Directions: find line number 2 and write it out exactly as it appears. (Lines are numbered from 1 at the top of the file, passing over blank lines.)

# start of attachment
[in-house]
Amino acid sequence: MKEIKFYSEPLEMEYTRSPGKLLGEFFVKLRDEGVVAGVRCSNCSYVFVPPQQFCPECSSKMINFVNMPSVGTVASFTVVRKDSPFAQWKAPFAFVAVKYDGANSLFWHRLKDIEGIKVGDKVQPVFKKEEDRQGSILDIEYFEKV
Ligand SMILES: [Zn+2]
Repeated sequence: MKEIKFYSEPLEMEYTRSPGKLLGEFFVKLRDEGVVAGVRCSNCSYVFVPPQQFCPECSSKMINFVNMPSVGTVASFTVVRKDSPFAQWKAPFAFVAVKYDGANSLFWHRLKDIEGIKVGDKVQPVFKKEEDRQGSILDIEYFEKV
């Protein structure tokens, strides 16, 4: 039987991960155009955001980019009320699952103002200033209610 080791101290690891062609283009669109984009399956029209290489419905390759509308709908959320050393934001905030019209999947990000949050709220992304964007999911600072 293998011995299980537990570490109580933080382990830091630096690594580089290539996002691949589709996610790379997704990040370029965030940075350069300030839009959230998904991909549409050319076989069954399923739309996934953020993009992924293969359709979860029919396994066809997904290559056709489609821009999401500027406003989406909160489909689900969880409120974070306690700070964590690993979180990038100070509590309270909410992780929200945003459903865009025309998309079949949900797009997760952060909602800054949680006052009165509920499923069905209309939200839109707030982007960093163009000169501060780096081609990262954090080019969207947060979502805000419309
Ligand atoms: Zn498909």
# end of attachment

Amino acid sequence: MKEIKFYSEPLEMEYTRSPGKLLGEFFVKLRDEGVVAGVRCSNCSYVFVPPQQFCPECSSKMINFVNMPSVGTVASFTVVRKDSPFAQWKAPFAFVAVKYDGANSLFWHRLKDIEGIKVGDKVQPVFKKEEDRQGSILDIEYFEKV